Updated 2015-09-01 20:02:38 by pooryorick

I've recently been working on some code to do "percent substitution". What I mean by this is that I want a procedure that, given a string and an array of what different letters mean, will substitute the appropriate values into the string and return the new string. For example:
> set sarray(n) "Robert Seeger"
> set sarray(t) [clock format [clock seconds] -format "%H:%M:%S"]
> percent_subst "Hello %n, the time is %t"
Hello Robert Seeger, the time is 05:59:46

The code I have written allows two flags:
-subst-char char
Specifies the substitution character (defaults to %). Must be a single character.
--
Specifies that all other items are arguments, not flags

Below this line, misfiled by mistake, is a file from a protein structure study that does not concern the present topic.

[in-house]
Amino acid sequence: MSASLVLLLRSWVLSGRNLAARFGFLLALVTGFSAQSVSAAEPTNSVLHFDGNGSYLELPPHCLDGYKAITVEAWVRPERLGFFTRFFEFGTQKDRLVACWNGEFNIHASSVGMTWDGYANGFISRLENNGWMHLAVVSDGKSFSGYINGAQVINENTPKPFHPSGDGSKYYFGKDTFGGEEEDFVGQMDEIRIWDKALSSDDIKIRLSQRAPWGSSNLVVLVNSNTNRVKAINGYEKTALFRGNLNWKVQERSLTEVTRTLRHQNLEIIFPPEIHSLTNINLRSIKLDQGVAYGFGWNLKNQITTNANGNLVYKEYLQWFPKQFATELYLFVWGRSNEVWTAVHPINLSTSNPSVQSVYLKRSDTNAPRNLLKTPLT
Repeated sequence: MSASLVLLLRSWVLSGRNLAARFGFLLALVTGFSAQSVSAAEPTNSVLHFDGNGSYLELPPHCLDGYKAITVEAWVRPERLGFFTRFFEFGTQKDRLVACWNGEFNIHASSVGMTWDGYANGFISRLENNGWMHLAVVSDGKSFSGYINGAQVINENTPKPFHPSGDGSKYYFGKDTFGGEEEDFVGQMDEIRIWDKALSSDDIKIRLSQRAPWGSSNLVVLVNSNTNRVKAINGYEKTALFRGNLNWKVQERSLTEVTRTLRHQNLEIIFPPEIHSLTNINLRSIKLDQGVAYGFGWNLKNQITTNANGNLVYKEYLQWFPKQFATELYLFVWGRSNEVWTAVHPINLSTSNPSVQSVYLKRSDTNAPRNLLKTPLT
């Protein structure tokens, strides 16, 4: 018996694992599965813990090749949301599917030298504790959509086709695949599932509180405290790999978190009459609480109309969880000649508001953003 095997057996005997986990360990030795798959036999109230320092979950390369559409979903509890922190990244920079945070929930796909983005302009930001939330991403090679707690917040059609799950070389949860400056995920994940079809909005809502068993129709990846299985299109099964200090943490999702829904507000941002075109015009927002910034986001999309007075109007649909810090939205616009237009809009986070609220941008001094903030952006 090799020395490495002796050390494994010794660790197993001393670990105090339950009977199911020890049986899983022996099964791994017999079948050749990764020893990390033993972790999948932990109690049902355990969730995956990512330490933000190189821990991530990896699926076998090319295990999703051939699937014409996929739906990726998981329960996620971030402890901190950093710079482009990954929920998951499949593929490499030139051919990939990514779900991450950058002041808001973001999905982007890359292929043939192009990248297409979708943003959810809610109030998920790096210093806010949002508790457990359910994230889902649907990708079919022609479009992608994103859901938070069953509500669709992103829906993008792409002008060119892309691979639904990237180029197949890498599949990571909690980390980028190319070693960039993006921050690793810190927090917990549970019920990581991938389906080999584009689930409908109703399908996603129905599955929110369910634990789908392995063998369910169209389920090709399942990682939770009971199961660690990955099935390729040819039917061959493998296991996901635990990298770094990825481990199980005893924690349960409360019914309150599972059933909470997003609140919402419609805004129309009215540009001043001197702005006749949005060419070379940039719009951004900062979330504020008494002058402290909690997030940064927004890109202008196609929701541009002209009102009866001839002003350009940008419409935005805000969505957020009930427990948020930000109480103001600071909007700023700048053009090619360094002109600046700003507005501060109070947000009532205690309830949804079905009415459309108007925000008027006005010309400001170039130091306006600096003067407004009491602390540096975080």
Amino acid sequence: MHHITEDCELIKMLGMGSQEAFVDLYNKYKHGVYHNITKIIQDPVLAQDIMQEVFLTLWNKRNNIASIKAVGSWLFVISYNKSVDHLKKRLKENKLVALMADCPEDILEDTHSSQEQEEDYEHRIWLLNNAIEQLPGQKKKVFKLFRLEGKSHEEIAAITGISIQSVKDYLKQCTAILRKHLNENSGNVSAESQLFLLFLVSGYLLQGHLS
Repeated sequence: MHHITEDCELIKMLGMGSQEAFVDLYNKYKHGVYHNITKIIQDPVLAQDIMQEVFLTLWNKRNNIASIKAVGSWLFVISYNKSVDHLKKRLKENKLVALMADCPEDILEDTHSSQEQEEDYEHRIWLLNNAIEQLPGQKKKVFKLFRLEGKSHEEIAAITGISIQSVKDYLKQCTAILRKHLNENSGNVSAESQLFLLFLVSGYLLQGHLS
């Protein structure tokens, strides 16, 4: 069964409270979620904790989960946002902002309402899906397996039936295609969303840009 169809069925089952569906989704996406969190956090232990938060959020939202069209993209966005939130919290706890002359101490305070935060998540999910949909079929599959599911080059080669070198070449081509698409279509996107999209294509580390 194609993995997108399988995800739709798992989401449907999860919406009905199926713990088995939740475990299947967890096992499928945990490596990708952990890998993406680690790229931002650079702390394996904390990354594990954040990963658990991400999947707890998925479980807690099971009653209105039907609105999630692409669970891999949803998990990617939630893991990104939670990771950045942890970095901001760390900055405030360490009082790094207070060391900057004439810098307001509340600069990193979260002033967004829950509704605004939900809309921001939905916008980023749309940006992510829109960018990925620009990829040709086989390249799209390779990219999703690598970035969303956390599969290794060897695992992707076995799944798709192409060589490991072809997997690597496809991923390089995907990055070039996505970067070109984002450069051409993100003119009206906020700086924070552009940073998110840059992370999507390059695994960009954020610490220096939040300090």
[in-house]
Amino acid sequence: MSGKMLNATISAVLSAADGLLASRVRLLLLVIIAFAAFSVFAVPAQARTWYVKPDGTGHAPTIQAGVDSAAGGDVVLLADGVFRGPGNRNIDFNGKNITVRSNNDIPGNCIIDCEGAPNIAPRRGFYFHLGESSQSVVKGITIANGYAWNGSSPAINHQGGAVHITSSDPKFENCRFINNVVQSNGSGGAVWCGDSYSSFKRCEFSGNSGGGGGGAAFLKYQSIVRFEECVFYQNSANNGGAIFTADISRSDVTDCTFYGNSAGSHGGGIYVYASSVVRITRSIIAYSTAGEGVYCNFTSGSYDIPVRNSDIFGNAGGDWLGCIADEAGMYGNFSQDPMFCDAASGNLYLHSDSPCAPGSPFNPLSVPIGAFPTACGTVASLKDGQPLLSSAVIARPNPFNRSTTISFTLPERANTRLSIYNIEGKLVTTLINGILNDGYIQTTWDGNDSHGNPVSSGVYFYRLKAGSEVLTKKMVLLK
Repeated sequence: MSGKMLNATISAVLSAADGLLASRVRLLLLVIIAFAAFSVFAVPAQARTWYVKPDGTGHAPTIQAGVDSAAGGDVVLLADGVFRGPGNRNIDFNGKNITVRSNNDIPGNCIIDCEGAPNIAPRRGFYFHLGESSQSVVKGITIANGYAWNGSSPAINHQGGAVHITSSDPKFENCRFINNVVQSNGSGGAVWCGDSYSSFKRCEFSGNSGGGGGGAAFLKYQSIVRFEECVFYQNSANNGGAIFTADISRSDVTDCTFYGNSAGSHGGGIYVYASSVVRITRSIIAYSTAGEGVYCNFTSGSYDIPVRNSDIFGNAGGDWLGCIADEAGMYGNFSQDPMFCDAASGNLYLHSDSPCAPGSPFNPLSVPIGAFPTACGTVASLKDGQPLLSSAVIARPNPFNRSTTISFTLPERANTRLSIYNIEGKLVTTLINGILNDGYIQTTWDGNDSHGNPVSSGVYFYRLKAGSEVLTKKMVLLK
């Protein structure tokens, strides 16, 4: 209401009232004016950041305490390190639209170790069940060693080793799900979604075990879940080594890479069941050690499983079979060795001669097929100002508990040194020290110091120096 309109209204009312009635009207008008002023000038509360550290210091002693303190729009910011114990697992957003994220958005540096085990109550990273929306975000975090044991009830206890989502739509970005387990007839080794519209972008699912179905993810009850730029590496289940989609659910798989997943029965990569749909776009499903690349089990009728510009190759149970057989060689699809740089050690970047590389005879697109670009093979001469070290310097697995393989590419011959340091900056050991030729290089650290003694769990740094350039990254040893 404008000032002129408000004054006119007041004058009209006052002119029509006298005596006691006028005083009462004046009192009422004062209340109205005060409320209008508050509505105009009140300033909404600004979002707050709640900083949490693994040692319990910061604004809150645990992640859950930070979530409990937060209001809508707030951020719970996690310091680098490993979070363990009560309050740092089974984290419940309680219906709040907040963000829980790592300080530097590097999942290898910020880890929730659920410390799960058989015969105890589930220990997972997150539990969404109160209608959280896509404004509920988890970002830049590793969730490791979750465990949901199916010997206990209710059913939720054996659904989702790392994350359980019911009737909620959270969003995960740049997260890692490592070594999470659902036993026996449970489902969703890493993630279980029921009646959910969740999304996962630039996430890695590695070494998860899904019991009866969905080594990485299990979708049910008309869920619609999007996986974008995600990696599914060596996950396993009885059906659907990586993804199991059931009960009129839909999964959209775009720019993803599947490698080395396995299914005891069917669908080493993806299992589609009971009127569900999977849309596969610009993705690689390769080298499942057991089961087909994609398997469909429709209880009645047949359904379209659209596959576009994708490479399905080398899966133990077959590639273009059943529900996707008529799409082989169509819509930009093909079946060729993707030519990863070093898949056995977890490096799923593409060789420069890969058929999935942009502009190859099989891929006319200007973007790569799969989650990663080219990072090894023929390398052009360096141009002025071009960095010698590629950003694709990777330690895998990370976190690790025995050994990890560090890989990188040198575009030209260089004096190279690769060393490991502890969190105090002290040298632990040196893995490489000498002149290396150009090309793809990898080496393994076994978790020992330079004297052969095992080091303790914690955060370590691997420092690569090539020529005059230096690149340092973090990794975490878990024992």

The flags can be anywhere on the line, but putting them first makes the command more readable, and it is assumed this is where they will be placed in the rest of this page.

In addition, the command takes two arguments. The first is the string to operate on. The second is the name of an array that contains the information for replacement. The sample code at the beginning of this page shows how this works. If a replacement value for the actual substitution character is not specified, it is assumed that any occurrence of two of them in a row is to be replaced by one of them, as if the array had been specified with a line such as:
> set sarray(%) "%"
''This assumes the substitution character is a %''

The code I have written is shown below:
proc percent_subst {args} {
    set substChar %

    set flagsDone 0
    set realArgs {}

    while { [llength $args] } {
        set current [lindex $args 0]
        switch -glob -- $current {
            -- {
                if { $flagsDone } {
                    return -code error "Cannot specify -- flag more than once"
                }